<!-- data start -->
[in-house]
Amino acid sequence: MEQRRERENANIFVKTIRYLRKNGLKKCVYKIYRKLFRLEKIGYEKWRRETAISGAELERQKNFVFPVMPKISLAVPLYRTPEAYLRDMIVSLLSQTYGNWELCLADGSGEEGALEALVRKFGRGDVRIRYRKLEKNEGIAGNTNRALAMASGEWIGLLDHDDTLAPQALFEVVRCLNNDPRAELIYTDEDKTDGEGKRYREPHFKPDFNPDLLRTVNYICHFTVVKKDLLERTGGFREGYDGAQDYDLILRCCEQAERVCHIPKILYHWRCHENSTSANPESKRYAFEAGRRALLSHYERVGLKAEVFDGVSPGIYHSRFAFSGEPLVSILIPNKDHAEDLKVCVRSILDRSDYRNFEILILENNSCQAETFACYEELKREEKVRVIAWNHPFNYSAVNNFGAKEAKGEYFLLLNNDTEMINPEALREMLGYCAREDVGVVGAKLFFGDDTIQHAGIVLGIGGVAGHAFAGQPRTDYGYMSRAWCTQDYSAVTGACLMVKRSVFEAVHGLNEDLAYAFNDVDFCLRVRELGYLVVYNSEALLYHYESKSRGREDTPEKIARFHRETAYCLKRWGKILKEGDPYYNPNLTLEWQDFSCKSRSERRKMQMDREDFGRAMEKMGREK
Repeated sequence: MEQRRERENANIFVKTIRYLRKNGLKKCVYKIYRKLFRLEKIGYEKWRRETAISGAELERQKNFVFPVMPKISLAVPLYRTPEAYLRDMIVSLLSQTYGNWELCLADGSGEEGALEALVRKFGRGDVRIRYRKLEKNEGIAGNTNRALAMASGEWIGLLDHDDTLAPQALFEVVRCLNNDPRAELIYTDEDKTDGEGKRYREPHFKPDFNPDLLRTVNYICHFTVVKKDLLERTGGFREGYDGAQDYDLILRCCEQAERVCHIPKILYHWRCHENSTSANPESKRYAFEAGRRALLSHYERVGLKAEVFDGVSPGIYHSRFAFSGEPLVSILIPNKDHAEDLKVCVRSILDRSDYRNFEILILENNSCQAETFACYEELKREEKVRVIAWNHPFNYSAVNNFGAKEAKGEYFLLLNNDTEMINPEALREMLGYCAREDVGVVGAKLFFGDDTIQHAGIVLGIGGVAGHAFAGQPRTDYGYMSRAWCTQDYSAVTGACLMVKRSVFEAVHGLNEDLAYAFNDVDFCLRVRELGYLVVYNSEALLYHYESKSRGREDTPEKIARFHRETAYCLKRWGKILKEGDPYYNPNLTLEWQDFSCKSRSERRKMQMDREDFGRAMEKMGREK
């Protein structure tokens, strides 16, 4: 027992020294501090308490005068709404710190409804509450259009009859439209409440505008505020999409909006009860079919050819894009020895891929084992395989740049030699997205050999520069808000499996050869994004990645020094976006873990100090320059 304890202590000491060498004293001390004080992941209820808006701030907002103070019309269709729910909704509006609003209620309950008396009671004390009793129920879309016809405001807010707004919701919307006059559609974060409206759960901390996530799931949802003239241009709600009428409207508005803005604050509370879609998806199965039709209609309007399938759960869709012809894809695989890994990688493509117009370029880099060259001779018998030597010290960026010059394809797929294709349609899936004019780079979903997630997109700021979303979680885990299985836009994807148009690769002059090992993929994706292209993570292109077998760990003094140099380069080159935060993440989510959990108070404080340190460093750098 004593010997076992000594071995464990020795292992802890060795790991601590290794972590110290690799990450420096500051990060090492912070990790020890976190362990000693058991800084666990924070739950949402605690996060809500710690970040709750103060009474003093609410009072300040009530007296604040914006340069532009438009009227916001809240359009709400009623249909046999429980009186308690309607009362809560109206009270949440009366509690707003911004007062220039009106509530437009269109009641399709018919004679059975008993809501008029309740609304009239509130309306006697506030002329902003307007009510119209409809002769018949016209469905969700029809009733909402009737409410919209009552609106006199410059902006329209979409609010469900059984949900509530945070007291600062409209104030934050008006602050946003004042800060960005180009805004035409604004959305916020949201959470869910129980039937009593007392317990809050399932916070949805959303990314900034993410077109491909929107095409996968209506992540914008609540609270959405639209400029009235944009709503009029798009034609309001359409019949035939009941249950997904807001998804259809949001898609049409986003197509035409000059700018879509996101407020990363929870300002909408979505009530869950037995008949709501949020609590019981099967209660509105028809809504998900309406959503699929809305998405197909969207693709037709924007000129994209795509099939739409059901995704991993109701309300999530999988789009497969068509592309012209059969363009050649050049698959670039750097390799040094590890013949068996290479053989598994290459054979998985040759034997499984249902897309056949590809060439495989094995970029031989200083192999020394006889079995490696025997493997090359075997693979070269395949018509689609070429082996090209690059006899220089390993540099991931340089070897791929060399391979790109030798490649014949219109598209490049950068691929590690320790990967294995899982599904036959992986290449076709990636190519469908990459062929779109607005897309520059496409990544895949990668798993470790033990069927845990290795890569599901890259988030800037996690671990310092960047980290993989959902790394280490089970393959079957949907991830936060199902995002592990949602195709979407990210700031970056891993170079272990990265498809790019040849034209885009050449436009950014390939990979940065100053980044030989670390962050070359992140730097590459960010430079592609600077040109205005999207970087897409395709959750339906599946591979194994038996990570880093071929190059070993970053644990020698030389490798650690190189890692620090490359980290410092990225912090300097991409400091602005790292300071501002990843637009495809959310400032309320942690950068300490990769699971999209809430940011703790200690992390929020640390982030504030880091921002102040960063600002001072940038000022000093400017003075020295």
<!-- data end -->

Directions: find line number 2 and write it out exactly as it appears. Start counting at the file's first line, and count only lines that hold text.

Amino acid sequence: MEQRRERENANIFVKTIRYLRKNGLKKCVYKIYRKLFRLEKIGYEKWRRETAISGAELERQKNFVFPVMPKISLAVPLYRTPEAYLRDMIVSLLSQTYGNWELCLADGSGEEGALEALVRKFGRGDVRIRYRKLEKNEGIAGNTNRALAMASGEWIGLLDHDDTLAPQALFEVVRCLNNDPRAELIYTDEDKTDGEGKRYREPHFKPDFNPDLLRTVNYICHFTVVKKDLLERTGGFREGYDGAQDYDLILRCCEQAERVCHIPKILYHWRCHENSTSANPESKRYAFEAGRRALLSHYERVGLKAEVFDGVSPGIYHSRFAFSGEPLVSILIPNKDHAEDLKVCVRSILDRSDYRNFEILILENNSCQAETFACYEELKREEKVRVIAWNHPFNYSAVNNFGAKEAKGEYFLLLNNDTEMINPEALREMLGYCAREDVGVVGAKLFFGDDTIQHAGIVLGIGGVAGHAFAGQPRTDYGYMSRAWCTQDYSAVTGACLMVKRSVFEAVHGLNEDLAYAFNDVDFCLRVRELGYLVVYNSEALLYHYESKSRGREDTPEKIARFHRETAYCLKRWGKILKEGDPYYNPNLTLEWQDFSCKSRSERRKMQMDREDFGRAMEKMGREK